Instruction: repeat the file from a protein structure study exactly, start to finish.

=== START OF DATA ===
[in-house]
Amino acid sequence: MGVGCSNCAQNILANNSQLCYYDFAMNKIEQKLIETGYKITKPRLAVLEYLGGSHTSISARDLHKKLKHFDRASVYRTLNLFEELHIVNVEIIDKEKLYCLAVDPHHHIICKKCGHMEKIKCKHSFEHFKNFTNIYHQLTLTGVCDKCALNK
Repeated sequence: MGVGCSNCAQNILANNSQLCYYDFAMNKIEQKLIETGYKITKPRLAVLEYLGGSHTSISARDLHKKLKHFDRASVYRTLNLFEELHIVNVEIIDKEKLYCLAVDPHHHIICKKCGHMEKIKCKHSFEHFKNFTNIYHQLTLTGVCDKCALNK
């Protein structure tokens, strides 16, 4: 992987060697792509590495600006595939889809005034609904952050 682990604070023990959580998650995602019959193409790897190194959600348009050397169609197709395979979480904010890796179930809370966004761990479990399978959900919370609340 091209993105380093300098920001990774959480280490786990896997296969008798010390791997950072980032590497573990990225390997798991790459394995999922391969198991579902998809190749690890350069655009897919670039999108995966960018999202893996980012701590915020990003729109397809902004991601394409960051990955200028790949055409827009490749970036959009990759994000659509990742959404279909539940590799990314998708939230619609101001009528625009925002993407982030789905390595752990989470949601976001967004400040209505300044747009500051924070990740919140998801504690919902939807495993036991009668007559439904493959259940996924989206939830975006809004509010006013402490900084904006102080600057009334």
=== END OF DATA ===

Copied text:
[in-house]
Amino acid sequence: MGVGCSNCAQNILANNSQLCYYDFAMNKIEQKLIETGYKITKPRLAVLEYLGGSHTSISARDLHKKLKHFDRASVYRTLNLFEELHIVNVEIIDKEKLYCLAVDPHHHIICKKCGHMEKIKCKHSFEHFKNFTNIYHQLTLTGVCDKCALNK
Repeated sequence: MGVGCSNCAQNILANNSQLCYYDFAMNKIEQKLIETGYKITKPRLAVLEYLGGSHTSISARDLHKKLKHFDRASVYRTLNLFEELHIVNVEIIDKEKLYCLAVDPHHHIICKKCGHMEKIKCKHSFEHFKNFTNIYHQLTLTGVCDKCALNK
């Protein structure tokens, strides 16, 4: 992987060697792509590495600006595939889809005034609904952050 682990604070023990959580998650995602019959193409790897190194959600348009050397169609197709395979979480904010890796179930809370966004761990479990399978959900919370609340 091209993105380093300098920001990774959480280490786990896997296969008798010390791997950072980032590497573990990225390997798991790459394995999922391969198991579902998809190749690890350069655009897919670039999108995966960018999202893996980012701590915020990003729109397809902004991601394409960051990955200028790949055409827009490749970036959009990759994000659509990742959404279909539940590799990314998708939230619609101001009528625009925002993407982030789905390595752990989470949601976001967004400040209505300044747009500051924070990740919140998801504690919902939807495993036991009668007559439904493959259940996924989206939830975006809004509010006013402490900084904006102080600057009334």